(Bloomberg Opinion) -- This past month has been one for the history books — and not necessarily in a good way in many corners of the financial markets.All of this happened over the past four weeks:The rate for general collateral repurchase agreements in the more than $2 trillion repo market reached a record 10%, forcing the Federal Reserve Bank of New York to intervene and prompting a round of soul-searching (and head-scratching) on Wall Street. WeWork’s mounting issues shook the market for initial public offerings. Peloton Interactive Inc. fell as much as 14.6% in its first day of trading, the third-worst “unicorn” IPO debut since 2008. SmileDirectClub Inc. became the first U.S. firm since at least 2008 to raise more than $1 billion and price its IPO above range yet drop in opening trades. Hollywood entertainment company Endeavor Group Holdings Inc. pulled its IPO entirely. Oil prices surged on Sept. 16 by the most on record after an attack on Saudi Arabia’s Abqaiq processing facility. Momentum stocks crashed the most since 2009, relative to value stocks. Benchmark 10- and 30-year U.S. Treasury yields soared by almost 50 basis points in less than two weeks to start the month. The only comparable moves in the past several years happened during the so-called Taper Tantrum in 2013 and after the presidential election in November 2016.Add it all up, and it would seem like a shaky time for companies to tap the bond markets. Indeed, as Bloomberg News reported last week, at least four junk-bond deals have been scrapped this month in a sign of waning appetite for investing in businesses with excessive debt or sectors more sensitive to an economic downturn. Yet these September storm clouds missed the U.S. investment-grade corporate bond market entirely. Just looking at high-grade debt sales from this past month, you’d think there was nothing but sunny skies for financial markets.A whopping 127 investment-grade bond deals cleared the market in September. That easily topped September 2017’s 110 offerings to become the busiest month ever, according to Bloomberg News’s Michael Gambale, who went through 20 years of records. And there’s still one more day to pile on. As it stood at the end of last week, the total monthly volume of about $155 billion fell short of the $177 billion from May 2016 but would still finish as the third highest of all time and the most debt ever issued in September.Now, this wasn’t entirely a shock. Investment-grade companies like Apple Inc., Deere & Co. and Walt Disney Co. borrowed almost $75 billion in the first week of the month, a record since at least 1972. But that was soon after 30-year Treasury yields touched an all-time low of 1.9%, making bond sales way too tempting to pass up. Within two weeks, the yield was approaching 2.4% — still low, to be sure, but a sharp enough increase to saddle some traders with nearly double-digit losses.(1)Clearly, corporate treasurers pressed on unabated. Notably, the impetus to borrow was mostly to refinance debt at a lower cost and extend maturities rather than financing a large merger or acquisition. In other words, companies saw a chance to lock in savings or create a more optimal capital structure and moved forward regardless of the conditions outside the primary market for investment-grade bonds.What’s equally impressive is that in the face of this borrowing binge, corporate bonds largely held their value. Yield spreads remain below their one-year average. Yes, the market snapped a nine-month winning streak, but it declined by only about 0.8%, compared with a 1% drop for U.S. Treasuries. Investors added more than $1 billion to investment-grade funds in the week ended Sept. 25 after pouring in $2.83 billion during the prior period, suggesting the small pullback hasn’t scared them away.High-yield funds, by contrast, suffered outflows in the most recent weekly data as yield spreads widened to a two-week high. It followed an inflow of $3.3 billion, the highest since February. As I wrote earlier this month, investors could have used this large wave of new bonds hitting the market to clean up their portfolios, subbing out junk debt for higher-quality securities. Perhaps that shift is beginning. But it’s hard to give up such high-yielding bonds when momentum is on your side — the speculative-grade market is one of the few in fixed income with a positive total return in September.The incredible run in investment-grade corporate bonds, both in terms of borrowing and investing, suggests that high-quality American companies are the sweet spot in a global debt market still starved for yield and uneasy about the fate of the world economy. It’s telling, for instance, that bonds from the small share of triple-A rated U.S. companies have returned almost 15% in 2019, better than any other rating category and nearly double the gains for Treasuries. And while the line is getting blurred between triple-B and double-B securities, it’s the investment-grade portion that has delivered bigger profits to investors this year.September has always been a popular month for corporate borrowing, so even with benchmark yields settling back into a range, it’s unlikely that companies will flood the market to the same extent in the fourth quarter. That doesn’t mean the party has to end for bond buyers, though. If investment-grade debt could remain so unflappable over the past month, that means it’ll require a serious shock to knock this market off track.(1) The ICE Bank of America Merrill Lynch 30-Year U.S. Treasury Index had a total return of -8.83% from Sept. 3 to Sept. 13.To contact the author of this story: Brian Chappatta at firstname.lastname@example.orgTo contact the editor responsible for this story: Daniel Niemi at email@example.comThis column does not necessarily reflect the opinion of the editorial board or Bloomberg LP and its owners.Brian Chappatta is a Bloomberg Opinion columnist covering debt markets. He previously covered bonds for Bloomberg News. He is also a CFA charterholder.For more articles like this, please visit us at bloomberg.com/opinion©2019 Bloomberg L.P.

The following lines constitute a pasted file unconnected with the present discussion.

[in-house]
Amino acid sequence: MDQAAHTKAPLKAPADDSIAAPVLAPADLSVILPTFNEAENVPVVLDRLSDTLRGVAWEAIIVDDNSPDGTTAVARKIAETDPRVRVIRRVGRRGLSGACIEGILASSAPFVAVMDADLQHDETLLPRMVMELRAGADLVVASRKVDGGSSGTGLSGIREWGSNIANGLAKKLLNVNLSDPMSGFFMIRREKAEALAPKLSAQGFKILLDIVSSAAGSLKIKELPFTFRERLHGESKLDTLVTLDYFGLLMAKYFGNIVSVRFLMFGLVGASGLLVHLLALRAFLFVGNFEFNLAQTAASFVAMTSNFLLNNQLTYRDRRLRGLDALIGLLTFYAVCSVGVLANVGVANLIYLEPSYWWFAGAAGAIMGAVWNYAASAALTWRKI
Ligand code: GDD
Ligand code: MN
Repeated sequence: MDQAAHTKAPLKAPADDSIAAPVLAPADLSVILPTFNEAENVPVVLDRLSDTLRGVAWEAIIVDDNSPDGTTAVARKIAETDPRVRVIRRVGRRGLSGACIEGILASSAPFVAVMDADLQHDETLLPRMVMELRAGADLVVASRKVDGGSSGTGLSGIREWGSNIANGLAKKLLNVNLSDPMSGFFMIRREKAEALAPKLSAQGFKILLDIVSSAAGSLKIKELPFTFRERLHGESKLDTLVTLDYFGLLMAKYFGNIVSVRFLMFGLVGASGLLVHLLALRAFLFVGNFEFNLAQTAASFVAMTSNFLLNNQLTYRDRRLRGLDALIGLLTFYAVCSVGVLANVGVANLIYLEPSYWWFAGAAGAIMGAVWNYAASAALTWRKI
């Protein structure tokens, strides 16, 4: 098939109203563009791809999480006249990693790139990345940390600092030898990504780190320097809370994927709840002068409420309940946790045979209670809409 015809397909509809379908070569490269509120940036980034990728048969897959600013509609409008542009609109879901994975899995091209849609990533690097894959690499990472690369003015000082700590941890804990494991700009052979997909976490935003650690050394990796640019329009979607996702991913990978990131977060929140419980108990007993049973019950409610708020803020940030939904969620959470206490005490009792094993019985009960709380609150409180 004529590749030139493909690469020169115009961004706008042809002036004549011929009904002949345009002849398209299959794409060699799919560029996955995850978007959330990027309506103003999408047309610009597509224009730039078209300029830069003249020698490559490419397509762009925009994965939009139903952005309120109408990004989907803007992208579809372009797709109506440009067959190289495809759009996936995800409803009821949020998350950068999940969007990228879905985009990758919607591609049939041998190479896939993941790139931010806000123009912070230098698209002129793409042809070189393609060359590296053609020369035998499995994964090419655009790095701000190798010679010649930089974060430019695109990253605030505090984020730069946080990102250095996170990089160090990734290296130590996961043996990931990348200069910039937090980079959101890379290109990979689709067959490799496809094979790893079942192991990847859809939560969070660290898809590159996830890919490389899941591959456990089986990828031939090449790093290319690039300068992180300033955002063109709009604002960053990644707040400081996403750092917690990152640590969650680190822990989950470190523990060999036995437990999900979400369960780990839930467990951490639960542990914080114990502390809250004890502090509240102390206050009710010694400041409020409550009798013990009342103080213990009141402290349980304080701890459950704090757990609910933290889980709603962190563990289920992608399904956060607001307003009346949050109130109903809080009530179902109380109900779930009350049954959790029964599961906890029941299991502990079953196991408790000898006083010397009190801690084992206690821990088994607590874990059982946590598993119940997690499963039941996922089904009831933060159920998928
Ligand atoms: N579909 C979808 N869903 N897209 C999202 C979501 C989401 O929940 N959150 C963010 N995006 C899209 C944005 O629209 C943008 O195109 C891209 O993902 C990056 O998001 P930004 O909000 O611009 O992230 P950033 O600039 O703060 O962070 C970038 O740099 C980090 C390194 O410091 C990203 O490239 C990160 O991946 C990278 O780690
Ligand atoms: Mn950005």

An upbeat outlook for the construction segment bodes well for Deere (DE), which has been grappling with a weak agricultural sector and higher input costs due to the implementation of tariffs.
Announcement of Periodic Review: Moody's announces completion of a periodic review of ratings of John Deere Credit Compania Financiera S.A. New York, September 18, 2019 -- Moody's Investors Service ("Moody's") has completed a periodic review of the ratings of John Deere Credit Compania Financiera S.A. and other ratings that are associated with the same analytical unit. This publication does not announce a credit rating action and is not an indication of whether or not a credit rating action is likely in the near future.